Parents, Peers, and Risky Sexual Behavior in Rural African American Adolescents
Type of DegreeThesis
Human Development and Family Studies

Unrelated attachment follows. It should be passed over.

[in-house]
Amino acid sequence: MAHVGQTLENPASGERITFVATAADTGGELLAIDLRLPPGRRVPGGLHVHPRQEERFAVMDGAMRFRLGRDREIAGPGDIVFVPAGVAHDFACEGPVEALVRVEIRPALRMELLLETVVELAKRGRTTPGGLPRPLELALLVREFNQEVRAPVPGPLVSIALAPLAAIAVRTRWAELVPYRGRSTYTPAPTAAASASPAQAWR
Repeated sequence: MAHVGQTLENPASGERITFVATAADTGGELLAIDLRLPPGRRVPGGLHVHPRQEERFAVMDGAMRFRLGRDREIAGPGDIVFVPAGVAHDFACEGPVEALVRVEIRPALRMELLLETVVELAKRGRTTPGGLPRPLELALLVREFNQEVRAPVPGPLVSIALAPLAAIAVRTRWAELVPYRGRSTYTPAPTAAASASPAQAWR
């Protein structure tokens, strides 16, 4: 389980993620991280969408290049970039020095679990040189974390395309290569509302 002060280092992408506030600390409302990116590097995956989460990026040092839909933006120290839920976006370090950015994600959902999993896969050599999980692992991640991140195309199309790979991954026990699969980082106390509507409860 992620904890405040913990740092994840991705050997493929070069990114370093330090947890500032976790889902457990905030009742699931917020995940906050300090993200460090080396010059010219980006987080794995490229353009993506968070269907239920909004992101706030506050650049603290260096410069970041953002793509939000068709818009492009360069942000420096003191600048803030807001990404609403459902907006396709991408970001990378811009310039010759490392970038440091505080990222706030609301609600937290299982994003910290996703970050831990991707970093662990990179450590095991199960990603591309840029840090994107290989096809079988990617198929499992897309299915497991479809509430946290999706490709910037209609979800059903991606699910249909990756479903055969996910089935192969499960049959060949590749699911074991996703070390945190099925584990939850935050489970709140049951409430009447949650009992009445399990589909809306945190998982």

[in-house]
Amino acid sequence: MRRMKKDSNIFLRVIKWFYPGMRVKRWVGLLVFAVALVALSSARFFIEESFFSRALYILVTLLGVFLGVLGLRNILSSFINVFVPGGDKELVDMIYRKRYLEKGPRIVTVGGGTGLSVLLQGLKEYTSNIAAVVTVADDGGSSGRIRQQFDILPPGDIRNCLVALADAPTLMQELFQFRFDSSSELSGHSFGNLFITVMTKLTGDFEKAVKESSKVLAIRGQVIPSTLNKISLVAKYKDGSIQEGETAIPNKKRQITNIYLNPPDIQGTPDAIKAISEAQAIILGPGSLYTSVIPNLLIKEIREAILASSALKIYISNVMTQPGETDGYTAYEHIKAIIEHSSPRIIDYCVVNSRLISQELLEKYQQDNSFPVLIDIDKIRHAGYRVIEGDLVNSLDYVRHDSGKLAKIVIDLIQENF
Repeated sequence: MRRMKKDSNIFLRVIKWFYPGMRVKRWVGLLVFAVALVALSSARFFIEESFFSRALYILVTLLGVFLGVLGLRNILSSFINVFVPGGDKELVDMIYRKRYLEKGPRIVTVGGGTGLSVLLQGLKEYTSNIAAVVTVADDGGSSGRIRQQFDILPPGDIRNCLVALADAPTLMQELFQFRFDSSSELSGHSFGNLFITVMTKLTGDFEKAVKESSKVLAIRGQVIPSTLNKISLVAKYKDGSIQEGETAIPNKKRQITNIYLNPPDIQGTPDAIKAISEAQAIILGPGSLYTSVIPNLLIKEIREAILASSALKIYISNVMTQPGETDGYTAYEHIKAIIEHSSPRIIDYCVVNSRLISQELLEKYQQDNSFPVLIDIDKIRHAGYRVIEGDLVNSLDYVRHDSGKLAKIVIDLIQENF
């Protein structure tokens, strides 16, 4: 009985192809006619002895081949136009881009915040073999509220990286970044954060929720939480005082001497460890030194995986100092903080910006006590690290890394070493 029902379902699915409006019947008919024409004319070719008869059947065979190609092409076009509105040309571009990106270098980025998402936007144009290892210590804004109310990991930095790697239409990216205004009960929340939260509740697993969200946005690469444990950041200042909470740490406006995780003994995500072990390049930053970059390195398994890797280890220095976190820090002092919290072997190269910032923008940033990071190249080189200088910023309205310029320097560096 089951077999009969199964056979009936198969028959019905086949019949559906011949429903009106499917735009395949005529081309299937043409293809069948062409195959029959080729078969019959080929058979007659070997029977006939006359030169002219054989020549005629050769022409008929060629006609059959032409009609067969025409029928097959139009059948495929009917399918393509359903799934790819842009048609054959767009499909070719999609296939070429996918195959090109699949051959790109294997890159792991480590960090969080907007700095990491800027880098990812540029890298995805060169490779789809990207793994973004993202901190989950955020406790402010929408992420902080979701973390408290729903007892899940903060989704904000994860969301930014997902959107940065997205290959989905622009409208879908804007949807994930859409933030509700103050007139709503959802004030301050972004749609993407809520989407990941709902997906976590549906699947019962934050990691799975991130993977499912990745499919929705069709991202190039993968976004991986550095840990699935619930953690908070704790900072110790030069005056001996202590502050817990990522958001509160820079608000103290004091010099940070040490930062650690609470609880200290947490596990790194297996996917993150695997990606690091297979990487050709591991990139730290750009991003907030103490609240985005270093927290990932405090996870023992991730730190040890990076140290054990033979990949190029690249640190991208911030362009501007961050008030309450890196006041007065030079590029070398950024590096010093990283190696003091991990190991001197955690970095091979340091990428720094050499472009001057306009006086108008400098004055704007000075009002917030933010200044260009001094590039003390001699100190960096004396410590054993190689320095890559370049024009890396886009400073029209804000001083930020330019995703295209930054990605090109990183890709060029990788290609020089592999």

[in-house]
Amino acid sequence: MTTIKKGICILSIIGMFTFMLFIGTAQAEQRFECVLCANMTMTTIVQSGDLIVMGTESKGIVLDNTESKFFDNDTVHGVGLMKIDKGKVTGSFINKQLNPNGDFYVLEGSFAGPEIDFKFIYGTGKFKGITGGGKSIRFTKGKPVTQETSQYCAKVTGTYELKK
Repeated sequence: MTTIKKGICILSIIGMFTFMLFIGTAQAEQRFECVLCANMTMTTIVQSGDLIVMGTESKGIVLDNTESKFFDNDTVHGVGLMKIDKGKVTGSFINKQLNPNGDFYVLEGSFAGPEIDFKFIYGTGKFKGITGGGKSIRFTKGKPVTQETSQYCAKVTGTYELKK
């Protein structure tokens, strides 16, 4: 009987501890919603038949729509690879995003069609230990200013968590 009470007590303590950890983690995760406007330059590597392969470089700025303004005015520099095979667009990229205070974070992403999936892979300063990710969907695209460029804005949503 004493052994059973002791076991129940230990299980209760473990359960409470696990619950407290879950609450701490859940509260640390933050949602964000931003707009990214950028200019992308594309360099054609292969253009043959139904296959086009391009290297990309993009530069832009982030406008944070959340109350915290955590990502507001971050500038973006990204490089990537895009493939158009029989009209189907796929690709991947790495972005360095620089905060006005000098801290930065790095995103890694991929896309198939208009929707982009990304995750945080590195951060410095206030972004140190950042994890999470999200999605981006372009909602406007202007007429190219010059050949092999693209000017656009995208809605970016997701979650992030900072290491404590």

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The current study examined the relationships among parenting factors (closeness, communication, support, and monitoring), peer deviance, and adolescent risky sexual behavior in a sample of rural African American youth (N = 689). More specifically, the goal of the current investigation was to discover whether the effects by parenting factors and peer deviance on adolescent risky sexual behavior were unique, additive, or redundant. Analyses were conducted separately by sex; correlations reveled that closeness was negatively associated with risky sexual behavior for female adolescents, while both monitoring and peer deviance were associated with risky sexual activity for both males and females. Regression analyses provided evidence that parenting constructs had no effect on risky sexual behavior. However, peer deviance was a significant predictor and explained approximately 8% of the variance for both male and female participants. Thus, findings indicate that peer deviance, but not parenting factors, was a salient predictor of risky sexual behaviors in this rural African American sample. Due to the high percentage of the sample that reported engaging in risky sexual behaviors, and because of the serious consequences which may result from such activities, it is suggested that further work focus on etiological factors for risky sexual behavior in this extremely understudied population. Such findings may be useful in designing both prevention and intervention efforts aimed at reducing rates of adolescent risky sexual behaviors.